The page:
On screen was an image of the children. Ben sat in the corner, with Padme and Anakin huddled against him, a blanket wrapped around all three. As far as Luke could see they were all unhurt, but Padme had a bacta strip on her arm.

Jag saw it, too, and stepped forward, his fists clenched at his sides angrily. "What did you do to my daughter?" he demanded.

The image wavered, and Dirk appeared back on screen. "That was an unfortunate accident, Colonel Fel. I assure you. The solider who caused the ... accident was reprimanded." A cruel smile lit his pale face. "However, there will be more unfortunate accidents unless you do two very simple things, Skywalker."

"And what is that?" Luke asked, although he already knew.

"First, you are to disband the Jedi Order," Dirk said. "Second, you are to order all Jedi to stand down and lay down their weapons. They are to surrender to the Peace Brigade at once."

"That's ridiculous," Mara snapped. "He can't make them do that."

"He can, Mara Jade," Dirk said coldly. "Or your son will be the first to die."

Luke felt Mara's anger explode in a blur of icy hatred, pounding madly to get loose. Luke was afraid she was going to pull out her lightsaber and slice right through the comm-unit, but she didn't. Her entire body was shaking with rage, though, and Luke could almost feel the dark side beckoning to her.

That cooled his own fury about a hundred degrees. Mara, love, he whispered with the Force. Your anger.

He threatened our son, Skywalker!
Mara snarled back. Your son!

I know,
Luke said gently. And I also know he won't kill him. At least not yet. We'll come up with a plan to rescue him, but I need you to stay calm so we can do that.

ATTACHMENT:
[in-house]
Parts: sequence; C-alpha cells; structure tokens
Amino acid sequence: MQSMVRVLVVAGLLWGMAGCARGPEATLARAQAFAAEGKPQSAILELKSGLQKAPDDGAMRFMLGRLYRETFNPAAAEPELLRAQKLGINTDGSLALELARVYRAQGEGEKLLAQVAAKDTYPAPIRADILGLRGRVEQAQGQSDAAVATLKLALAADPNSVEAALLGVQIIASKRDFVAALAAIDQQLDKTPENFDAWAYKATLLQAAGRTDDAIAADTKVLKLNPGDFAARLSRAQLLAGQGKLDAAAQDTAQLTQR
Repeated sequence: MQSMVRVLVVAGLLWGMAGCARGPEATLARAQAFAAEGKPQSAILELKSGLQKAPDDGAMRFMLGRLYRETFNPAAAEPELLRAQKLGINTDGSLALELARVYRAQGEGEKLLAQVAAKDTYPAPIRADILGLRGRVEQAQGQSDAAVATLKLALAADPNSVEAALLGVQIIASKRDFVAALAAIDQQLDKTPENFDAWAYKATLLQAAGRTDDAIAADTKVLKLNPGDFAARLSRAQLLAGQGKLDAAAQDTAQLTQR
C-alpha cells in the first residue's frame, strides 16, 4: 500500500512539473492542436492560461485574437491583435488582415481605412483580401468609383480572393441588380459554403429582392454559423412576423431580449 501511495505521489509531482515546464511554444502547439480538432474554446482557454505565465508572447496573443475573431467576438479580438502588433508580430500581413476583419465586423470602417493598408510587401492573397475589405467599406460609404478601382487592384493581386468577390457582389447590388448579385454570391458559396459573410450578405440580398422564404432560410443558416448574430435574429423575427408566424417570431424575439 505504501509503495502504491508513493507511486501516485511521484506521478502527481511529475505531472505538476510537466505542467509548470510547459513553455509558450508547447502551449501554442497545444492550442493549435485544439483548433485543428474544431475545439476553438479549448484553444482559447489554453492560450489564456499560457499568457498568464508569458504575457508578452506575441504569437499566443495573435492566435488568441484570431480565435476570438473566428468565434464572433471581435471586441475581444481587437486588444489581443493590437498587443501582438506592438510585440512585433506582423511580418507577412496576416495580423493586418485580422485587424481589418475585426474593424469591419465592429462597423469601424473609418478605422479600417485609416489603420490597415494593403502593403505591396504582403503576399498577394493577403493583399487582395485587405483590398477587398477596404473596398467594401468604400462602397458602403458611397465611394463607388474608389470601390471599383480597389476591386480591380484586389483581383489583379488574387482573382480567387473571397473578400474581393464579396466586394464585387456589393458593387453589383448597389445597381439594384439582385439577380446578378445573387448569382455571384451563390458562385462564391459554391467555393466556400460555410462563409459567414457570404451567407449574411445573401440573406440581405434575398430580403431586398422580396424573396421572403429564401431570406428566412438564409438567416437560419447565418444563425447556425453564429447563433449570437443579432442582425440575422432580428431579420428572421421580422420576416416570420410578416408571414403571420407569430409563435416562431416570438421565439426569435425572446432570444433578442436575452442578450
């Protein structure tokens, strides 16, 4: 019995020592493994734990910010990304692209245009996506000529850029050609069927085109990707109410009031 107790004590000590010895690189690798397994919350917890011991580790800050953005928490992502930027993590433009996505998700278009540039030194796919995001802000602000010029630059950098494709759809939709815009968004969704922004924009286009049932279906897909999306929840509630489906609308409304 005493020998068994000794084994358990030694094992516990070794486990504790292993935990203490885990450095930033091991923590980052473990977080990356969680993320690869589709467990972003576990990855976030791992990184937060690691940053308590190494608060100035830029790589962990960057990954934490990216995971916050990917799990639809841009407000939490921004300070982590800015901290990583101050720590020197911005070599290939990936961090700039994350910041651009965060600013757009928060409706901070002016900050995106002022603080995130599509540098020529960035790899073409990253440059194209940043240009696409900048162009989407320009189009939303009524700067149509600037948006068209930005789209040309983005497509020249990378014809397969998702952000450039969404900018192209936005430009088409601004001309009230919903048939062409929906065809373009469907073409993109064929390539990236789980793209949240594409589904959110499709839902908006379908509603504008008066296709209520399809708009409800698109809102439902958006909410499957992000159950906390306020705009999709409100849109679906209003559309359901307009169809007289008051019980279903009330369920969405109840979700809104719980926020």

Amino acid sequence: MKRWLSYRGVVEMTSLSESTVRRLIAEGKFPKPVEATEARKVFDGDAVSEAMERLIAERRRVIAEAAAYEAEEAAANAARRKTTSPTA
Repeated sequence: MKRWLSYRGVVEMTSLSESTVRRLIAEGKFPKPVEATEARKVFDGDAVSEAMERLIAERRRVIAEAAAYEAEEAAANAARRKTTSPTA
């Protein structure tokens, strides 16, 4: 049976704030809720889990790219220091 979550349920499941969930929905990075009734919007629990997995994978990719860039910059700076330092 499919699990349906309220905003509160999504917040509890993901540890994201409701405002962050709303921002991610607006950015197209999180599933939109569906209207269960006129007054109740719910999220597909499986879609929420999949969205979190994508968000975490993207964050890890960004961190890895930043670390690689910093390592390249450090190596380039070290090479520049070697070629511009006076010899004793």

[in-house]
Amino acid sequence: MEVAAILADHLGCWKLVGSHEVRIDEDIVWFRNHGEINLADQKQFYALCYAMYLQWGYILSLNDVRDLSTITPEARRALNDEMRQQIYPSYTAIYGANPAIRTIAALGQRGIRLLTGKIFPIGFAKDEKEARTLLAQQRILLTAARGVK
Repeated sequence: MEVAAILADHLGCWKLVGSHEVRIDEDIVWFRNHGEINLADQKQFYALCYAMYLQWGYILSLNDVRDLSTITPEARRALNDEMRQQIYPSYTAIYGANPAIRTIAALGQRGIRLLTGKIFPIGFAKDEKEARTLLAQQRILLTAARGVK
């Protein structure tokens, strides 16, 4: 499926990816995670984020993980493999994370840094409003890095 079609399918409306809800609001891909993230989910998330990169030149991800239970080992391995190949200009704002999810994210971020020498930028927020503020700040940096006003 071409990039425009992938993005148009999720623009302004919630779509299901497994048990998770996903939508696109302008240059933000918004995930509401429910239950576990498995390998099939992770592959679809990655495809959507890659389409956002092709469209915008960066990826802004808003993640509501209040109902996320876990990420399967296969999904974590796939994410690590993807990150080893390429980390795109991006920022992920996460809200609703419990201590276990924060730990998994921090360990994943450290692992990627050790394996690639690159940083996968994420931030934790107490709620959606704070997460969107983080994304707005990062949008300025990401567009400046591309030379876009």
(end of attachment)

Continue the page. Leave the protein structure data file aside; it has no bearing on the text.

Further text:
He felt Mara reign in her anger and the room returned to its normal temperature.

"If I refuse to disband the Jedi, you will kill the children," Luke said. "Do I understand you correctly?"

"You do," Dirk grinned wickedly.

"And if I still refused?" Luke asked. "What then?"

He felt Jag's shock, Jacen's confusion, but blocked it all out. Dirk frowned, confused and surprised. "You would refuse?" he said coldly. "At the life of your son and the Fel children?"

"I haven't made any decision yet, Dirk," Luke said coolly. "I am merely learning my options."

"Then I will destroy the Jedi," Dirk sneered.

"Aren't you already doing that?" Luke asked.

Dirk scowled. "You will not sacrifice your son, Skywalker, any more than Colonel Fel will sacrifice his. You and I both know that you will do as I say. You will not condemn the children to death."

No, Luke thought. I won't. "How do I know you won't kill them anyway?" he asked. "I have no reason to believe you'll let them live if I do disband the Jedi."

"You'll just have to take that chance then, won't you, Skywalker?" Dirk snapped. "If you don't disband the Jedi within one standard week, I will start killing the children. For every day after that that you have not met my terms, I will kill another child."

"And when you run out of children, Dirk?" Luke demanded. "When all three are dead and you have no leverage to hold over us? What then?"